Saudi Arabia Says They 'Welcome' White House Declassification Of 9/11 Documents

It was revealed recently that the White House plans to declassify at least a portion of a 28-page "secret chapter" from a congressional inquiry into 9/11. The documents were withheld by former President George Bush after it was determined they may divulge intelligence sources and methods. However, others have speculated that the pages were withheld due to the content which may implicate a long-time United States ally in funding the 9/11 hijackers. The country in question? Saudi Arabia.

The Daily Mail reports that the Obama Administration is slated to release a new set of 9/11 documents that were classified in the original 838-page report. The documents are part of a controversial 28-page series that looks into the "specific sources of foreign support for some of the September 11 hijackers while they were in the United States." The documents include witness accounts and intelligence gained through the 9/11 commission that reveal where some of the funding for the terrorists may have been sourced. The papers reportedly indicate that Saudi Arabia may have been involved in some fashion with the hijackers, noting that 15 of the 19 hijackers were Saudi nationals.

9/11 Memorial
The 9/11 Memorial stands on the grounds of the former Twin Towers, and is inscribed with the names of all the victims of that terrorist attack. [Image by Justin Lane-Pool/Getty Images]However, even with the information provided in the currently secret 28-page document, the 9/11 Commission found "no evidence" of "Saudi government involvement at the highest level of the 9/11 attacks." Though "no evidence" of involvement was found, that doesn't mean it doesn't exist according to Tim Roemer, who was a member of both the joint congressional inquiry as well as the 9/11 Commission.
"We did not discover... Saudi government involvement at the highest level of the 9/11 attacks. We certainly did not exonerate the Saudis.... Saudi was a fertile ground for fundraising for al-Qaida. Some of these issues continue to be problems today. That's why we need to continue to get to the bottom of this."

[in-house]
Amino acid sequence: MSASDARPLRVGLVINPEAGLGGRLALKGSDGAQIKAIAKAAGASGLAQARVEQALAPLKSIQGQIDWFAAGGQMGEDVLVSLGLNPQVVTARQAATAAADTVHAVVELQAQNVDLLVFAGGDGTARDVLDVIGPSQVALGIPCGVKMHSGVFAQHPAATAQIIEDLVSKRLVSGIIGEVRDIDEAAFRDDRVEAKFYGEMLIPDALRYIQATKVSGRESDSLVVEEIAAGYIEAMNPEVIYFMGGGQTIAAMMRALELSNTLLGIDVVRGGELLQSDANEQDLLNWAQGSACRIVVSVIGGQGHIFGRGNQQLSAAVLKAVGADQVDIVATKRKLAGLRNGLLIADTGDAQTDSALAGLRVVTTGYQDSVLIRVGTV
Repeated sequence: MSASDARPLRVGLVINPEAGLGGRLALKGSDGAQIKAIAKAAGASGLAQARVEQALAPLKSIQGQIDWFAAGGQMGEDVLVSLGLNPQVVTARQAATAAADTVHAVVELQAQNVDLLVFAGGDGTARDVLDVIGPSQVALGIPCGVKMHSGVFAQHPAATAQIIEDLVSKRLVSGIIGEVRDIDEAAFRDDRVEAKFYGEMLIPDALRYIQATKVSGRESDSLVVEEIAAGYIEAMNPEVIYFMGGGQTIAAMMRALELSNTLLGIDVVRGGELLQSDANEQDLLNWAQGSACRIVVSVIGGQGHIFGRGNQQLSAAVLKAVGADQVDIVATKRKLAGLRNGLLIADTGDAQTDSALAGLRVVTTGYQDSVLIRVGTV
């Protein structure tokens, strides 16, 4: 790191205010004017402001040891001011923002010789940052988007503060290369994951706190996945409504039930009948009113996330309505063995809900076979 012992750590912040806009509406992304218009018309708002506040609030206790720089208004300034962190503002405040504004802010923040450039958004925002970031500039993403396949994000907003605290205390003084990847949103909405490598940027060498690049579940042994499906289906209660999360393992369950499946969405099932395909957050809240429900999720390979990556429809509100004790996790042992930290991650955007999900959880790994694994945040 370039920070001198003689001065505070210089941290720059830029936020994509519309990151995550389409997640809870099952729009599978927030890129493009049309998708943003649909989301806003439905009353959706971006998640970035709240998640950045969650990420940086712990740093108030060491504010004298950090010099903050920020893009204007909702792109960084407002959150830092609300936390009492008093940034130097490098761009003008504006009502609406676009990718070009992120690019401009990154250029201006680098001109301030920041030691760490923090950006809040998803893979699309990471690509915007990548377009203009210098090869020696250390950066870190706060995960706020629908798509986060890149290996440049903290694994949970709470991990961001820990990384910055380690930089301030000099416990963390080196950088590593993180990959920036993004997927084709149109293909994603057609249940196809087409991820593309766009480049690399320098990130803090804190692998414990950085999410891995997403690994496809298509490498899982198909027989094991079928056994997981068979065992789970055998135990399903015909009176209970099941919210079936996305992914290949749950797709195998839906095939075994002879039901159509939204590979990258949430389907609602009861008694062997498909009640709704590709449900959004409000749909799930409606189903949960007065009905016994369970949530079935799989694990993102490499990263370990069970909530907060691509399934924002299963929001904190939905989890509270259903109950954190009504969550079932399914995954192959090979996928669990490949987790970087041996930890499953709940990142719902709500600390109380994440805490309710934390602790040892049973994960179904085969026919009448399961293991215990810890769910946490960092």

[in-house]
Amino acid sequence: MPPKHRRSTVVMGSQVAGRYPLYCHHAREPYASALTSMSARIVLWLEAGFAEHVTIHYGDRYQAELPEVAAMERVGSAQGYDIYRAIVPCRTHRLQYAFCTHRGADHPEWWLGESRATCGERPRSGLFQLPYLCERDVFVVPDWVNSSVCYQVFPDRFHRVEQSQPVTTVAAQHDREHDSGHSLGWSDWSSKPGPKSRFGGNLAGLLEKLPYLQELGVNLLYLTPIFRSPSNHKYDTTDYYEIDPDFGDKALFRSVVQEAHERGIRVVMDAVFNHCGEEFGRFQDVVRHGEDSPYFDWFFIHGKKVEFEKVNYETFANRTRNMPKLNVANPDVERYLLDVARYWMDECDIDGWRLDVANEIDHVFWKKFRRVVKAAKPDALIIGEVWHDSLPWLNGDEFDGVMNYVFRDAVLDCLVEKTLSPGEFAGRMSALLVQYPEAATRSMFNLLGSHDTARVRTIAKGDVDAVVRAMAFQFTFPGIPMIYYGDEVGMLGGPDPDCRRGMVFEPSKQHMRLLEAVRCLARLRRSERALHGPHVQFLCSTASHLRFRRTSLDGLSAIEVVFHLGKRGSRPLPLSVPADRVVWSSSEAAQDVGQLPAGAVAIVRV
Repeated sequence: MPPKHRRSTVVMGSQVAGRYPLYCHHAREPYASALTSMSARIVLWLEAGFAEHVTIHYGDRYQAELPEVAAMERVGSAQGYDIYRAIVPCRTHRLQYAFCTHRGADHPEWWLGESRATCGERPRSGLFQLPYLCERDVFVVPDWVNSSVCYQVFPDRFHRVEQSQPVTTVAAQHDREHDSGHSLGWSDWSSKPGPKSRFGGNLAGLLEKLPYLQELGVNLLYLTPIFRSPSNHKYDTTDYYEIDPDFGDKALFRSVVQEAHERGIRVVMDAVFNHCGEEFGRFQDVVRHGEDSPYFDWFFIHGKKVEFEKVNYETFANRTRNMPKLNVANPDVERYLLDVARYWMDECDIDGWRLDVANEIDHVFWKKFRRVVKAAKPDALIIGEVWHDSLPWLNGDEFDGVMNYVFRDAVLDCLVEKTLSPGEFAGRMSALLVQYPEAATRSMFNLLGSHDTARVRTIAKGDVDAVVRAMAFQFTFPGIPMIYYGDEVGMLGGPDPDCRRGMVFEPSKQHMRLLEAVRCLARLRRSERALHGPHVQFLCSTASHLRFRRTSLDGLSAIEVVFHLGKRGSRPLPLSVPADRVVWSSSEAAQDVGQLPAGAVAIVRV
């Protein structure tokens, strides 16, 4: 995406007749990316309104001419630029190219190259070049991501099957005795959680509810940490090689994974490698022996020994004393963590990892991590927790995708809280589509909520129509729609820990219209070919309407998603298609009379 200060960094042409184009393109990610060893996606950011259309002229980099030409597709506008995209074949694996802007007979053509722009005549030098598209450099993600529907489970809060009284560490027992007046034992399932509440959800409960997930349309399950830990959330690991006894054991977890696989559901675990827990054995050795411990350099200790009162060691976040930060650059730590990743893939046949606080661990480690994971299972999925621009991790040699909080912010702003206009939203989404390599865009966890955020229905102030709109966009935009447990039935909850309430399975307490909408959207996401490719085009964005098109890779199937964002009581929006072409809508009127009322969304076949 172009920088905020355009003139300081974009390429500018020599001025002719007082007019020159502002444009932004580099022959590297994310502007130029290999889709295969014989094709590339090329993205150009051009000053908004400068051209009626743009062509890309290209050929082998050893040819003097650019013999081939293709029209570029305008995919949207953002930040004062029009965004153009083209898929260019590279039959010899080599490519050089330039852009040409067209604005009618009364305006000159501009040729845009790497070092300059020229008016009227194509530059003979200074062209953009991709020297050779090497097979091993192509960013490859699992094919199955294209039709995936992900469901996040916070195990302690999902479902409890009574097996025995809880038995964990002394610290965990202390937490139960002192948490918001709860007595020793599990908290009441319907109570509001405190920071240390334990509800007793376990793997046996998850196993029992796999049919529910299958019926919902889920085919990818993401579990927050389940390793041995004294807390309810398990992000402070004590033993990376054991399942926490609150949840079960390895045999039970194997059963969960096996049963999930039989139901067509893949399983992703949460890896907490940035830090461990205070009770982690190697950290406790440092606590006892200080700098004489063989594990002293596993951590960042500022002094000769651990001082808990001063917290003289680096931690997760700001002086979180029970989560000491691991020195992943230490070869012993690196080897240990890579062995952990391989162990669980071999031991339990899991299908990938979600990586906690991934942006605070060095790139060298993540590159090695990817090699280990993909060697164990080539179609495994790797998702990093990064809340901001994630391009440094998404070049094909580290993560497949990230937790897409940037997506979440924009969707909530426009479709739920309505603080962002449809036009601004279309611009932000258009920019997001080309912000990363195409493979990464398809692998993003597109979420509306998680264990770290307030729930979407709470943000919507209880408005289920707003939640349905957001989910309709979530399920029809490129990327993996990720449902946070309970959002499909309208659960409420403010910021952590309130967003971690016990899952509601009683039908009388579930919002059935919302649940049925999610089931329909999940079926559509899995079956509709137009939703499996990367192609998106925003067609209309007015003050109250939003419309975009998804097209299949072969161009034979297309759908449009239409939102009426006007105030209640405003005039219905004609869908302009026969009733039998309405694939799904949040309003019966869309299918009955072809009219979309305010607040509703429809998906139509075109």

Roemer says he has personally read the 28-page document on three separate occasions and says it is really nothing more than an "initial police report." He notes that there is no proof that Saudis were involved in funding the plot, but stops short of exonerating the nation. Therefore, he says that more research is needed for the country to get "to the bottom of this" and finally lay it to rest.Meanwhile, Saudi officials say they "welcome" the declassification of the 28-pages noting that they have been "wrongly and morbidly" accused of funding and complacency in the attacks. They say that the release of the documents will do them more good than harm, and that they would prefer the documents be revealed to the public so that they can respond openly to the allegations. The Saudi government says they want the ability to "respond to any allegations in a clear and credible manner."

The Saudi government isn't the only one pushing for a release of the questionable documents. An "information & activism hub for the growing movement to declassify 28 pages on foreign government ties to 9/11" was created on The group details the reasons they believe the documents will prove damning to Saudi Arabia quoting individuals who have read the report.

Senator Bob Graham notes that "the 28 pages primarily relate to who financed 9/11 and they point a very strong finger at Saudi Arabia as being the principal financier." Similarly, Representative Stephen Lynch says that the withheld pages "gave names of individuals and entities that I believe were complicit in the attacks on September 11."
"They were facilitators of those attacks. They are clearly identified…how people were financed, where they were housed, where the money was coming from, the conduits that were used and the connections between some of these individuals."
Do you think the White House should quickly release the 28-page 9/11 document in order to allow Saudi Arabia to clear their name?

[Image via AP Photo/Richard Drew, File]